Concerns about politically motivated enforcement of the Foreign Agent Registration Act (FARA) have once again been raised after three Senators sent a letter to the Department of Justice (DOJ) requesting an investigation of the National Iranian American Council (NIAC) for potential FARA violations. The allegations focus on NIAC’s advocacy activities. In a statement responding to the letter, NIAC said the accusations are “slanderous” and seek to “intimidate pro-peace voices.” A letter supporting NIAC signed by dozens of organizations and experts said, “these tactics have no place in our political process.”

The Jan. 14 letter from Senators Tom Cotton (R-AR), Ted Cruz (R-TX), and Mike Barun (R-IN) accuses NIAC of “troubling behavior,” characterizing public statements as “amplifying regime propaganda.” NIAC’s response disputed these examples as mischaracterizations. It noted that it receives no funds from any government and “routinely condemns the Iranian government for its gross violations of its international human rights obligations…” While these Senators may have profound differences in opinion with NIAC, particularly on the question of escalation and potential war with Iran, the Justice Department is not the forum to resolve those debates.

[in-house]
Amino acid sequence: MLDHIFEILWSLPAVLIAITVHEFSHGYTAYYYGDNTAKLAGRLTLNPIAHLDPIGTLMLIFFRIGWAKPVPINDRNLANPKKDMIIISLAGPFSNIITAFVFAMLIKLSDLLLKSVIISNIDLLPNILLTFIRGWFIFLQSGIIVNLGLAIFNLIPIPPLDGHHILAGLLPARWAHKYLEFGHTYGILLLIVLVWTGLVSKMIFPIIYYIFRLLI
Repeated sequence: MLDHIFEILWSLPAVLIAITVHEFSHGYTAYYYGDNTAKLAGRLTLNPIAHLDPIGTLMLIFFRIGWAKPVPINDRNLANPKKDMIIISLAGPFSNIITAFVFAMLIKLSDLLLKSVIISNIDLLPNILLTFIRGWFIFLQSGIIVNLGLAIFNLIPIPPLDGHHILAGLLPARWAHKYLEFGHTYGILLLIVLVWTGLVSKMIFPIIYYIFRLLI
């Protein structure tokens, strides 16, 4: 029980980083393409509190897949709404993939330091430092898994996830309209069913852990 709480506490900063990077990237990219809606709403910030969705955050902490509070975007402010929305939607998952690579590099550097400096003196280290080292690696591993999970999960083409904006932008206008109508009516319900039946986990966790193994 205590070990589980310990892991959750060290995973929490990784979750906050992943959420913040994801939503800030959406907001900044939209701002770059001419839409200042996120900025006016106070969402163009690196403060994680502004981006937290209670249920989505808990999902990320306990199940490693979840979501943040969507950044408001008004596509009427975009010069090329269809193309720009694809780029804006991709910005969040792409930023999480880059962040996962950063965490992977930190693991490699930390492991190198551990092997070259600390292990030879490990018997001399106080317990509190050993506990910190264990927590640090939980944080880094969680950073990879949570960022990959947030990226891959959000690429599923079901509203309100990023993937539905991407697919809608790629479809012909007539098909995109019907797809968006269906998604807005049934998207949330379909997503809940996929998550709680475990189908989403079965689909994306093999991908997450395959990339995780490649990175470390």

One disturbing example in the Senators’ letter characterizes a meeting arranged by the NIAC between a former Iranian ambassador to the UN and members of Congress as an act on behalf the Iranian government. Bringing people together for dialogue is a time-honored way of promoting peace. That is an essential role for civil society organizations.

FARA has been in the spotlight since investigations into Russian interference in the 2016 U.S. election; since then several bills have been introduced in Congress to strengthen it. FARA requires registration and disclosure by those acting “for or on behalf of” foreign governments and entities. The vagueness in some key definitions could create problems for nonprofit organizations that receive foreign funding or work with allies outside the U.S.

Political use of FARA is not new. In 2018 the House Natural Resource Committee initiated an investigation of the Natural Resources Defense Council claiming its criticism of U.S. policies on the environment while praising China’s efforts to comply with climate change commitments amounted to action in the interests of the Chinese government. In a similar case the Committee asked the Department of Defense (DOD) for an assessment on how U.S. environmental organizations’ litigation against DOD impacts national security. A week later it sent a letter to the Center for Biological Diversity demanding extensive information on its advocacy regarding relocation of a U.S. military base in Okinawa.

For more background on FARA see the International Center for Not for Profit Law’s analysis FARA’s Double Life Abroad.